Yesterday's debacle has to be the final straw for Aaron Loup
The Los Angeles Angels just completed their first sweep of the season and are playing great baseball right now. They're a season-high four games above .500 and are returning home for a crucial homestand. The Angels have a chance to show the world that they're legit by putting on a good performance against quality competition on their home turf.
In order for the Angels to have a successful homestand and rest of the season, they have to field the best roster that they possibly can. No matter how you slice it, that roster does not, and cannot include Aaron Loup any longer.
It's been time to DFA Aaron Loup, but after his latest outing, I don't see what choice Perry Minasian has.
LA Angels should have DFA'd Aaron Loup already, but yesterday's brutal outing should be final straw
The Angels signed Aaron Loup last season to try and improve what was an awful bullpen. Loup was coming off of a career year with the Mets and had always been a decent if not better left-handed reliever. It simply hasn't worked in Anaheim.
Last season Loup got off to a good start but was clearly overused, and by the time May rolled around, he seemed to lose it. He wasn't the only one to blame for the awful collapse, but in the month of May alone Loup allowed ten runs (nine earned) in eight innings of work. He blew three saves and took a loss as well.
I thought Loup was mostly fine for the rest of the season, but that one month left an extremely sour taste in Angels fans mouths, and for good reason. While that was frustrating, it wasn't quite enough for the team to cut bait with another guaranteed year, in my opinion.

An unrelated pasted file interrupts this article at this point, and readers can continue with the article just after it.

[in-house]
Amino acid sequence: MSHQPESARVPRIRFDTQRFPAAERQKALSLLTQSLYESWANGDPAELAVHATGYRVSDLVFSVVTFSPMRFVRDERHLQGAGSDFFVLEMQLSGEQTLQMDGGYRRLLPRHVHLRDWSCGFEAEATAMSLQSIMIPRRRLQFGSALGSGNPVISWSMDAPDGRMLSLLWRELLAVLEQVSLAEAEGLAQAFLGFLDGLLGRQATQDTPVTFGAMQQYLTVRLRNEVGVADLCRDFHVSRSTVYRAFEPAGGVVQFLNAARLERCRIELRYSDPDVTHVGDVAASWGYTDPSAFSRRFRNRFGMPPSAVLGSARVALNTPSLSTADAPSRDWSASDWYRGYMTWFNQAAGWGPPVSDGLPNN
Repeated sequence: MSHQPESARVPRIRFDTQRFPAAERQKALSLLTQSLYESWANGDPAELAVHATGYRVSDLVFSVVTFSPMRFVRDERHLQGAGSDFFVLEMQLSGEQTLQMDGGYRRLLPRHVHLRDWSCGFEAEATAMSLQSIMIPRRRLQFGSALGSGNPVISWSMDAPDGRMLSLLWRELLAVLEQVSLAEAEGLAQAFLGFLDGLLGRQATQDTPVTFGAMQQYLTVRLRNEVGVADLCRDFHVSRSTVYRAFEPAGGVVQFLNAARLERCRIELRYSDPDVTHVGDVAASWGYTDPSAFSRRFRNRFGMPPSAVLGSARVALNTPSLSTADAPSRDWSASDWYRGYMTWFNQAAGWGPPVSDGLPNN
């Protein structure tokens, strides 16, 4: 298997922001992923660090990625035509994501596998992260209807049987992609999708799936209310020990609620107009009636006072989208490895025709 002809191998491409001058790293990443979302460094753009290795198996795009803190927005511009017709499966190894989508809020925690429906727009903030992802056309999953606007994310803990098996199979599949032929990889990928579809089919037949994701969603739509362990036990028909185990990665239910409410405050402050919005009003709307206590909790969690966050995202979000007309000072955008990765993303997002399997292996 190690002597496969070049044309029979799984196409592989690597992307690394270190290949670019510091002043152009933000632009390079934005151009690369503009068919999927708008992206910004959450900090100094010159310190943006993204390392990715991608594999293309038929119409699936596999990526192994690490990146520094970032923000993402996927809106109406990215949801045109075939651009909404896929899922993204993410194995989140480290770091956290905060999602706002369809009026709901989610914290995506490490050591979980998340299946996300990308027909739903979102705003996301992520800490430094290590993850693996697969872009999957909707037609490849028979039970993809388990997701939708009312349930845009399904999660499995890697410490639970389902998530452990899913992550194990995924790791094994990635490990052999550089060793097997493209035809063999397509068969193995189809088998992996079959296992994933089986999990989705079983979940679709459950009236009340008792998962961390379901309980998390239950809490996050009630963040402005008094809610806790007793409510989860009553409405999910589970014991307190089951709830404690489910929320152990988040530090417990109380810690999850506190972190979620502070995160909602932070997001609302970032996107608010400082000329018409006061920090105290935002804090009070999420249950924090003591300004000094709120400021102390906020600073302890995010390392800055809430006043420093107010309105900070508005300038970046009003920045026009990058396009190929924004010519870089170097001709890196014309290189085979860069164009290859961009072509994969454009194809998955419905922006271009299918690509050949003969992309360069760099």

Loup remained an Angel, and was immediately thrust into a high leverage spot on Opening Day. Loup came into the game with a lead, and once that eighth inning was over, the Angels were behind. They'd lose that game in large part because of him.
Since that outing, Loup has been used mostly in lower-leverage spots. However, with how much the 'pen has used early on, he's had to pitch in big moments. Again, he wasn't the only one to blame for the loss against the Brewers last weekend, but Loup gave up the winning run after Tyler Anderson pitched so brilliantly. It's clear that high leverage doesn't work, but what about with a six-run lead against a team 11 games under .500?
With the Angels bullpen not in the best shape and needing just a clean inning after Griffin Canning teetered at the end of his start, Phil Nevin called on Aaron Loup with the team up 11-5 in the sixth inning. It doesn't get much lower-leverage than that, especially for a team whose fans have booed them all series for how poorly they've played. Loup proceeds to allow two runs while recording two outs, and needed Chris Devenski, a guy who the Angels just brought up less than a week prior, to get him out of the inning.
Facing the team with the worst record in the NL, a team that looked done, Loup allowed them to get back into the game. The Angels won, so all is fine, but Loup's ineffectiveness in any spot he's thrown in cannot go unnoticed.
Loup has allowed nine runs (seven earned) in 11 innings pitched. Left-handed hitters are hitting .438 with a 1.033 OPS against him. His ERA sits at 7.00. He isn't effective in high-leverage or low-leverage spots. The Angels just sent one of their better relievers, Andrew Wantz, down to the minors to keep Loup, a guy with zero role.
He can't get lefties out and can't be used even in a six-run game without making it interesting. This team hasn't been afraid to cut players like Albert Pujols and Justin Upton who were on big money, so that's not why he's here. The team thinks he can bounce back, which is a risk I do not want to take. If he goes elsewhere and pitches well, then whatever.
DFA'ing Loup gets rid of the weakest link and opens up more flexibility for the Angels to send guys up and down. After watching him yesterday it's a no-brainer.